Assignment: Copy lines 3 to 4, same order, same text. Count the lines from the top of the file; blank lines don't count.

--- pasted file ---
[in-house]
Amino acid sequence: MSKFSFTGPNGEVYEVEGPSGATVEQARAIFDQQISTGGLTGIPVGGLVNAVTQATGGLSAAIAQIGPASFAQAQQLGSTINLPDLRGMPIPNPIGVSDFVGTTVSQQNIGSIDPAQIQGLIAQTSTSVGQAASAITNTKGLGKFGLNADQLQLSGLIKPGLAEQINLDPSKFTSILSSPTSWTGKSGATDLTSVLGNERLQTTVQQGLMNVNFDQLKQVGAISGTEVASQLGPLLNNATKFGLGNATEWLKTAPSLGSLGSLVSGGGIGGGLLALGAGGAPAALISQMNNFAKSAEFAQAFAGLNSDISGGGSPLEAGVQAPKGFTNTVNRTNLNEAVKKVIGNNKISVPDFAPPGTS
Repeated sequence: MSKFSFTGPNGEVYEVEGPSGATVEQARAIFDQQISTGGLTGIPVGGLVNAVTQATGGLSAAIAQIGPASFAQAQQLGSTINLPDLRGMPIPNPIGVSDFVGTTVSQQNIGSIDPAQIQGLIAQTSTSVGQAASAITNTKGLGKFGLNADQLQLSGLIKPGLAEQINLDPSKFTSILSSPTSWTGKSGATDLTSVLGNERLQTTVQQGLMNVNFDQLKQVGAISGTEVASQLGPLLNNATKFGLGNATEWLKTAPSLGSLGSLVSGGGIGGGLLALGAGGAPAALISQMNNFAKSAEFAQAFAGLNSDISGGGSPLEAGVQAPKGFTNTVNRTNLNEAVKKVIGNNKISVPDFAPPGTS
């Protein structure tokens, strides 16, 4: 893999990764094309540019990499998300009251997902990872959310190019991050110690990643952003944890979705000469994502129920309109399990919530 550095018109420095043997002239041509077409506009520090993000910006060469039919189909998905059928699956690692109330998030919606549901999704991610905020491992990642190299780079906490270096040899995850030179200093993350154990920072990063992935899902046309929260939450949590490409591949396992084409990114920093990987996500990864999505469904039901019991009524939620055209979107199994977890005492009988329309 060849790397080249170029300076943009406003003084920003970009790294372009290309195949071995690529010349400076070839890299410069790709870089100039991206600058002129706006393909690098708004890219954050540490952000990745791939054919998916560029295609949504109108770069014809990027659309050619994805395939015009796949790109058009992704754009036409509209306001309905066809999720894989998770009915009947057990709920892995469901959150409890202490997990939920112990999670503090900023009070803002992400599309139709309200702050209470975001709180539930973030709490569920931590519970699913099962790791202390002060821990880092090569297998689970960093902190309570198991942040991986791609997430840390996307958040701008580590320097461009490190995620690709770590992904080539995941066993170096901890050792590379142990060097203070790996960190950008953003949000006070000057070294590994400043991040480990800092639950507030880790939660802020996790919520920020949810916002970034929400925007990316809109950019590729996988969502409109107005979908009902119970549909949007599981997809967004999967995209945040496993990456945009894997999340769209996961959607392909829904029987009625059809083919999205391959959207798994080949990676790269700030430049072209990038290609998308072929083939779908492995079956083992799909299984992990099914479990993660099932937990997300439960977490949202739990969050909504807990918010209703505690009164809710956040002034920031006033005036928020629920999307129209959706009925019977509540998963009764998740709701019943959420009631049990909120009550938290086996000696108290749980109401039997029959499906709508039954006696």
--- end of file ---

Repeated sequence: MSKFSFTGPNGEVYEVEGPSGATVEQARAIFDQQISTGGLTGIPVGGLVNAVTQATGGLSAAIAQIGPASFAQAQQLGSTINLPDLRGMPIPNPIGVSDFVGTTVSQQNIGSIDPAQIQGLIAQTSTSVGQAASAITNTKGLGKFGLNADQLQLSGLIKPGLAEQINLDPSKFTSILSSPTSWTGKSGATDLTSVLGNERLQTTVQQGLMNVNFDQLKQVGAISGTEVASQLGPLLNNATKFGLGNATEWLKTAPSLGSLGSLVSGGGIGGGLLALGAGGAPAALISQMNNFAKSAEFAQAFAGLNSDISGGGSPLEAGVQAPKGFTNTVNRTNLNEAVKKVIGNNKISVPDFAPPGTS
């Protein structure tokens, strides 16, 4: 893999990764094309540019990499998300009251997902990872959310190019991050110690990643952003944890979705000469994502129920309109399990919530 550095018109420095043997002239041509077409506009520090993000910006060469039919189909998905059928699956690692109330998030919606549901999704991610905020491992990642190299780079906490270096040899995850030179200093993350154990920072990063992935899902046309929260939450949590490409591949396992084409990114920093990987996500990864999505469904039901019991009524939620055209979107199994977890005492009988329309 060849790397080249170029300076943009406003003084920003970009790294372009290309195949071995690529010349400076070839890299410069790709870089100039991206600058002129706006393909690098708004890219954050540490952000990745791939054919998916560029295609949504109108770069014809990027659309050619994805395939015009796949790109058009992704754009036409509209306001309905066809999720894989998770009915009947057990709920892995469901959150409890202490997990939920112990999670503090900023009070803002992400599309139709309200702050209470975001709180539930973030709490569920931590519970699913099962790791202390002060821990880092090569297998689970960093902190309570198991942040991986791609997430840390996307958040701008580590320097461009490190995620690709770590992904080539995941066993170096901890050792590379142990060097203070790996960190950008953003949000006070000057070294590994400043991040480990800092639950507030880790939660802020996790919520920020949810916002970034929400925007990316809109950019590729996988969502409109107005979908009902119970549909949007599981997809967004999967995209945040496993990456945009894997999340769209996961959607392909829904029987009625059809083919999205391959959207798994080949990676790269700030430049072209990038290609998308072929083939779908492995079956083992799909299984992990099914479990993660099932937990997300439960977490949202739990969050909504807990918010209703505690009164809710956040002034920031006033005036928020629920999307129209959706009925019977509540998963009764998740709701019943959420009631049990909120009550938290086996000696108290749980109401039997029959499906709508039954006696």